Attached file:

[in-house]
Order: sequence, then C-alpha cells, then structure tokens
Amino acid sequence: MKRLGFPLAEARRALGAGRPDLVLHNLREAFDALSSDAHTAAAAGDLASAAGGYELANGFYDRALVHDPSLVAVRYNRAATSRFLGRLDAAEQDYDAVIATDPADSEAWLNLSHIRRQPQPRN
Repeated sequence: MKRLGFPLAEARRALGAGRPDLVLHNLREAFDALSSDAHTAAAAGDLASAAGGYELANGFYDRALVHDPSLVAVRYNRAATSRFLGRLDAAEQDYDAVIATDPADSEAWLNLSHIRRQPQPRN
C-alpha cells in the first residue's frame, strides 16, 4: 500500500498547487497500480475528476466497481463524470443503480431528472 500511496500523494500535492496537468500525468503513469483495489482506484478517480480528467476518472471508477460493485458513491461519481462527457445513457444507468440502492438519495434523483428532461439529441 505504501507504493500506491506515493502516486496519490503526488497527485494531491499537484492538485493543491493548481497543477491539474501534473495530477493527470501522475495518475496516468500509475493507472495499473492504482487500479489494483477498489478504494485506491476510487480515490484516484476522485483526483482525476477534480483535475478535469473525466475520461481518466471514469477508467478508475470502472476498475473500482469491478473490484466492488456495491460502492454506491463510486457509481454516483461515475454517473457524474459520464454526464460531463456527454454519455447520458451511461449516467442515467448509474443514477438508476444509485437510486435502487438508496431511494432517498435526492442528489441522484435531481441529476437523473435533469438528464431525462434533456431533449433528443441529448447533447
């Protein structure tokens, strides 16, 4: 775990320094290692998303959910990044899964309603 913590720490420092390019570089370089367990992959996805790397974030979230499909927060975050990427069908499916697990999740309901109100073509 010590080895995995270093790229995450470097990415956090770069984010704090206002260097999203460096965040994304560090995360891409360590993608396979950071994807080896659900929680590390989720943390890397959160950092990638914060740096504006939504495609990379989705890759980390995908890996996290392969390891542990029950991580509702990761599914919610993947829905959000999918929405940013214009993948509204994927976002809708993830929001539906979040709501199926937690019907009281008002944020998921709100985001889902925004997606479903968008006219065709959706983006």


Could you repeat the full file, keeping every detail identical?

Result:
[in-house]
Order: sequence, then C-alpha cells, then structure tokens
Amino acid sequence: MKRLGFPLAEARRALGAGRPDLVLHNLREAFDALSSDAHTAAAAGDLASAAGGYELANGFYDRALVHDPSLVAVRYNRAATSRFLGRLDAAEQDYDAVIATDPADSEAWLNLSHIRRQPQPRN
Repeated sequence: MKRLGFPLAEARRALGAGRPDLVLHNLREAFDALSSDAHTAAAAGDLASAAGGYELANGFYDRALVHDPSLVAVRYNRAATSRFLGRLDAAEQDYDAVIATDPADSEAWLNLSHIRRQPQPRN
C-alpha cells in the first residue's frame, strides 16, 4: 500500500498547487497500480475528476466497481463524470443503480431528472 500511496500523494500535492496537468500525468503513469483495489482506484478517480480528467476518472471508477460493485458513491461519481462527457445513457444507468440502492438519495434523483428532461439529441 505504501507504493500506491506515493502516486496519490503526488497527485494531491499537484492538485493543491493548481497543477491539474501534473495530477493527470501522475495518475496516468500509475493507472495499473492504482487500479489494483477498489478504494485506491476510487480515490484516484476522485483526483482525476477534480483535475478535469473525466475520461481518466471514469477508467478508475470502472476498475473500482469491478473490484466492488456495491460502492454506491463510486457509481454516483461515475454517473457524474459520464454526464460531463456527454454519455447520458451511461449516467442515467448509474443514477438508476444509485437510486435502487438508496431511494432517498435526492442528489441522484435531481441529476437523473435533469438528464431525462434533456431533449433528443441529448447533447
């Protein structure tokens, strides 16, 4: 775990320094290692998303959910990044899964309603 913590720490420092390019570089370089367990992959996805790397974030979230499909927060975050990427069908499916697990999740309901109100073509 010590080895995995270093790229995450470097990415956090770069984010704090206002260097999203460096965040994304560090995360891409360590993608396979950071994807080896659900929680590390989720943390890397959160950092990638914060740096504006939504495609990379989705890759980390995908890996996290392969390891542990029950991580509702990761599914919610993947829905959000999918929405940013214009993948509204994927976002809708993830929001539906979040709501199926937690019907009281008002944020998921709100985001889902925004997606479903968008006219065709959706983006």